ierks Bentley performed in casual attire of jeans and a t-shirt during his stop on the "What the Hell World Tour 2017," which may have been one visual way of saying, 'What the hell.' However, Bentley is not nearly as casual as he may seem, though, when it comes to creating music. His most recent album, "Black," which is where the tour moniker comes from, includes some of Bentley's most sophisticated music to date.
It was his song of steadfast commitment, "I Hold On," which hit hardest tonight. Whether it be an old truck or guitar with sentimental value, or his spiritual ideals, this song expressed Bentley's admirable stubbornness. Bentley also saved two of his most serious songs, "Riser" and "Home," for his acoustic back-of-the-auditorium stage performance.
In contrast to these serious moments, though, Bentley's set was top heavy with far lighter fare. In support of the chorus to "Am I the Only One," Bentley performed a lot of his party songs - including the all-hands-on-deck closer of "Drunk on a Plane." In fact, his last four songs were all easy on the psyche, a list that also included "Somewhere on a Beach," "What Was I Thinkin'" and "Sideways."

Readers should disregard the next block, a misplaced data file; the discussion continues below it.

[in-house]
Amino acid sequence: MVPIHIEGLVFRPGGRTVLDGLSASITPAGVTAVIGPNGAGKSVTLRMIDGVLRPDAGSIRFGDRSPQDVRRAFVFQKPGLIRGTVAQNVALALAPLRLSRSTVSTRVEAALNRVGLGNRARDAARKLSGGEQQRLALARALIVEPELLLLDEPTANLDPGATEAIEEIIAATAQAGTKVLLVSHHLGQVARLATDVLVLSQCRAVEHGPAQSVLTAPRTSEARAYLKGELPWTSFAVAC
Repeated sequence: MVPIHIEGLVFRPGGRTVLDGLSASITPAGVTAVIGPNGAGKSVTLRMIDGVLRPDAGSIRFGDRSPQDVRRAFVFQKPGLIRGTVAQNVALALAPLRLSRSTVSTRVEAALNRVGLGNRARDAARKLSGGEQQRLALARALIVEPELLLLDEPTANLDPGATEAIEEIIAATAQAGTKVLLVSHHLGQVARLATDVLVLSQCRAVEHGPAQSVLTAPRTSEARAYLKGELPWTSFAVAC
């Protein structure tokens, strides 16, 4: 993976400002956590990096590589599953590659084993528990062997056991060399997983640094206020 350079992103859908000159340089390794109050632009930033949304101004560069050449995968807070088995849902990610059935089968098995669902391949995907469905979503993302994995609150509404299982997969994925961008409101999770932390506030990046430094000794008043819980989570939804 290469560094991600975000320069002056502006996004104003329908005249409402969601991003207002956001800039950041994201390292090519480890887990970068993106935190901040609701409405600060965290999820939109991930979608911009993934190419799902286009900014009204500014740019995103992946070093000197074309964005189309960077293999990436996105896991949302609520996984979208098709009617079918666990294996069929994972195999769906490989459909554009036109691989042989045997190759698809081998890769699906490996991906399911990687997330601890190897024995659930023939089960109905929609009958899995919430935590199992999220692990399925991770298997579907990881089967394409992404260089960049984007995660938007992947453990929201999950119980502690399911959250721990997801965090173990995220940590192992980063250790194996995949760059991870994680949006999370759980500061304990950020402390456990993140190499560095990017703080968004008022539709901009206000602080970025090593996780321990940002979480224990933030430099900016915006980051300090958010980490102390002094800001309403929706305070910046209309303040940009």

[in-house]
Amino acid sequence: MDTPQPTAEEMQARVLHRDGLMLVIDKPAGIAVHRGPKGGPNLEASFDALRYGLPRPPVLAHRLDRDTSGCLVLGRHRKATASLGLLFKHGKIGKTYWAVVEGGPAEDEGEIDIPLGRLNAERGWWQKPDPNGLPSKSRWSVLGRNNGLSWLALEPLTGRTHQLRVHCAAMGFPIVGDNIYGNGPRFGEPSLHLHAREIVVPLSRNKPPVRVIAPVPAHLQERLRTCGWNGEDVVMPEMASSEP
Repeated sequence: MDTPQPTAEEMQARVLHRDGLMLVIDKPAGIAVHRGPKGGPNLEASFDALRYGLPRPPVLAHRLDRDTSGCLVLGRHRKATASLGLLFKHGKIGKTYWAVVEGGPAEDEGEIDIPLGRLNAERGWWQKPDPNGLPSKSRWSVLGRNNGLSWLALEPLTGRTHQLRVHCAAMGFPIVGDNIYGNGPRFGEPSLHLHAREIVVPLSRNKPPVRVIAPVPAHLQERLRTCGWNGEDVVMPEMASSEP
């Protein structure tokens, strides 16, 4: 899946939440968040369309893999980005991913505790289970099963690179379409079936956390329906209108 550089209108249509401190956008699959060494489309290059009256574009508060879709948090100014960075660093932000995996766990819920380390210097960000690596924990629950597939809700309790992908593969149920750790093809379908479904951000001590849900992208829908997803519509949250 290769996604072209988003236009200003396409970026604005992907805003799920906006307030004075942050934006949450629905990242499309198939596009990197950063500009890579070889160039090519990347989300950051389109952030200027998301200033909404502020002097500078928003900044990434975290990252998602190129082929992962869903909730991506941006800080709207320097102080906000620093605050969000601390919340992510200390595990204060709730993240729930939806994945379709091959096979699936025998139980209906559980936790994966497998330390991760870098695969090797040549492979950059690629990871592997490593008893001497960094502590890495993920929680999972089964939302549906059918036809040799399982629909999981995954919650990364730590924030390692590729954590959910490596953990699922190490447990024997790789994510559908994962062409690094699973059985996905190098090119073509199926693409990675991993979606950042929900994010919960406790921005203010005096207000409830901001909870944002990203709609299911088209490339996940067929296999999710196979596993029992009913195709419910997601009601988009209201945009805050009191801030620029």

A few of the better moments in his set included duets with the two concert openers. He sang George Strait's "Troubadour" with Jon Pardi, and Cole Swindell's hit "Flatliner" with the fellow hit maker.
Pardi opened the show with a short set of stand-up country songs. His recent hits, such as "Head Over Boots" and "Dirt on My Boots," cast him as a worthy successor to King George Strait's throne, as he has a sincere, nice guy persona similar to Strait. Swindell followed with a hit-filled set, and it's easy to imagine seeing him headlining such large venues in the not too distant future.
With all the quality party songs, Bentley made this Thursday evening feel a whole lot like a Saturday night.